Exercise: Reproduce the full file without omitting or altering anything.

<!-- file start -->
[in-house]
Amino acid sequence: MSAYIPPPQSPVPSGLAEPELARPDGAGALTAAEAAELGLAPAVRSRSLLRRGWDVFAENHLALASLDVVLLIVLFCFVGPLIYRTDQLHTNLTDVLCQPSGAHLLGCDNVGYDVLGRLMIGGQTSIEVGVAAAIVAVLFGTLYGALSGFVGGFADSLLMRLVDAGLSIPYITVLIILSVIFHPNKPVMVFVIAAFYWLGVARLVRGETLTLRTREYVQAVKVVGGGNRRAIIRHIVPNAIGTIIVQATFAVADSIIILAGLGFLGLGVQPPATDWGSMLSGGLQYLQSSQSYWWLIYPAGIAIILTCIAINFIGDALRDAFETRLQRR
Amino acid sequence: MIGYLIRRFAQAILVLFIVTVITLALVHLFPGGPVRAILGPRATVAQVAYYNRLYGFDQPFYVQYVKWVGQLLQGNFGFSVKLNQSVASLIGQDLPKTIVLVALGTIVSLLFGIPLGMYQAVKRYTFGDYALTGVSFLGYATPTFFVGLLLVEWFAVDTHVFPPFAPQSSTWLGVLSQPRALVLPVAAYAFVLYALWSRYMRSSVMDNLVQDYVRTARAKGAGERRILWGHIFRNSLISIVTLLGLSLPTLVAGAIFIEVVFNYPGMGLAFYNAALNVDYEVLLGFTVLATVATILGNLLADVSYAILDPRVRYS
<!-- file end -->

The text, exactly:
[in-house]
Amino acid sequence: MSAYIPPPQSPVPSGLAEPELARPDGAGALTAAEAAELGLAPAVRSRSLLRRGWDVFAENHLALASLDVVLLIVLFCFVGPLIYRTDQLHTNLTDVLCQPSGAHLLGCDNVGYDVLGRLMIGGQTSIEVGVAAAIVAVLFGTLYGALSGFVGGFADSLLMRLVDAGLSIPYITVLIILSVIFHPNKPVMVFVIAAFYWLGVARLVRGETLTLRTREYVQAVKVVGGGNRRAIIRHIVPNAIGTIIVQATFAVADSIIILAGLGFLGLGVQPPATDWGSMLSGGLQYLQSSQSYWWLIYPAGIAIILTCIAINFIGDALRDAFETRLQRR
Amino acid sequence: MIGYLIRRFAQAILVLFIVTVITLALVHLFPGGPVRAILGPRATVAQVAYYNRLYGFDQPFYVQYVKWVGQLLQGNFGFSVKLNQSVASLIGQDLPKTIVLVALGTIVSLLFGIPLGMYQAVKRYTFGDYALTGVSFLGYATPTFFVGLLLVEWFAVDTHVFPPFAPQSSTWLGVLSQPRALVLPVAAYAFVLYALWSRYMRSSVMDNLVQDYVRTARAKGAGERRILWGHIFRNSLISIVTLLGLSLPTLVAGAIFIEVVFNYPGMGLAFYNAALNVDYEVLLGFTVLATVATILGNLLADVSYAILDPRVRYS